Anish Kapoor’s Sky Mirror 1999. I presume the punters paid for it.
The prosperity on show in Monte Carlo is compelling evidence that the house always wins in the end.
It was our first trip to Monaco, an easy way to add another country to the notches on our travelling sticks. Much of the surface area of the principality was covered with temporary seating, in preparation for some kind of automobile race.
We skirted round the scaffolding and sidled into the Monte Carlo Casino, wondering, ‘Are we even allowed in there if we’re not going to lose money?’
Mevrouw T and I have a major advantage over the average punter because we don’t know how to gamble. Blackjack and roulette are mysteries to us and we can’t even work poker machines. We see where the money goes in, but what do you do after that? Continue reading
One of Marc’s Chagall’s finest. Image: Wikimedia Commons.
Marc Chagall’s famous Fiddler on the Roof has been scratching away somewhere else for nearly a decade, while the Stedelijk Museum was closed for refurbishment. Now he’s back home in Amsterdam.
Until today I hadn’t realised what a superb collection of contemporary art Amsterdam has had tucked away.
Now they’ve pulled it out to be proudly displayed alongside the Rembrandts and Van Goghs the tourists come to see. Continue reading
After nine years of renovation, Amsterdam’s Rijksmuseum will reopen on April 13th. The single best known work is Rembrandt’s Night Watch, his group portrait of the volunteer militiamen who protected the city from evil-doers four centuries ago.
To celebrate the occasion, this entertaining Flash Mob was staged in a Dutch shopping centre, under the banner ‘Onze Helden Zijn Terug’ (Our heroes are back). It’s well worth 1 minute 26 seconds of your time. The modern militia in the video is not sponsored by wealthy burghers; note the ING Bank logos.
Rembrandt’s Nightwatch. Image, Wikimedia Commons.
We’re sorry we missed the event, but we’ll soon be back in Amsterdam to see the original painting in all its glory. We’re likely to stand in front of it for about 1 minute and 26 seconds.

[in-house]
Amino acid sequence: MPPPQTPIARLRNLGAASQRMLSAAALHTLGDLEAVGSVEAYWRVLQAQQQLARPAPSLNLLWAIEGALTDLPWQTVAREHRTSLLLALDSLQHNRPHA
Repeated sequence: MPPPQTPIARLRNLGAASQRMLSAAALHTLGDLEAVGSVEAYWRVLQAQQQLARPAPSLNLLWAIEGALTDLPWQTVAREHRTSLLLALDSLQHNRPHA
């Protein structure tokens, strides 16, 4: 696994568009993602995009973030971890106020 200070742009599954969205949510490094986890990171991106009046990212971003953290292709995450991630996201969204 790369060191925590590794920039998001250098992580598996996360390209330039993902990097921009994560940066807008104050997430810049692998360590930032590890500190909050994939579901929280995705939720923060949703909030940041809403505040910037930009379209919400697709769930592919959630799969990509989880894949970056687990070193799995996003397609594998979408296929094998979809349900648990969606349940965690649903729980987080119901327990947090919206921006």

Thanks, Duncan - friend, blogger, and fellow Flash Mob enthusiast – for letting me know about this one.
Sky Mirror (2006) What you see depends on what it’s reflecting at the time.
The signs in the MCA foyer say ‘no photography’. It’s a lost cause. Everyone has at least a phone with a hole in the back now and we don’t often have Anish Kapoor sculptures in Sydney. The moment must be captured. Continue reading
Frank Gehry’s lunchbags
Sydney’s big story last week was about a crane which caught fire and collapsed on a construction site at the University of Technology, Sydney, crumpling the building below it. Fortunately nobody was hurt.
UTS will soon get a building which is supposed to look as if a crane has fallen on it, when Frank Gehry comes to town. Continue reading
Anish Kapoor’s masterpiece
I reflected short and hard, trying to think of artworks which have become icons of the city lucky or foresighted enough to have installed them.
Michelangelo’s David in Florence, Manneken Pis in Brussels, the Statue of Liberty…um…can anyone think of any others? The Christ of the Andes…that’s about it.
I really believe Chicago has cracked the elusive jackpot with Anish Kapoor’s Cloud Gate.
Since it was unveiled in 2006 ‘The Bean’ has become the city’s most recognisable landmark; something to be included in every tourist brochure and a ‘must be photographed standing next to in a witty pose’ for every visitor to the windy city.
It struck me as a good subject for this Weekly Photo Challenge. Continue reading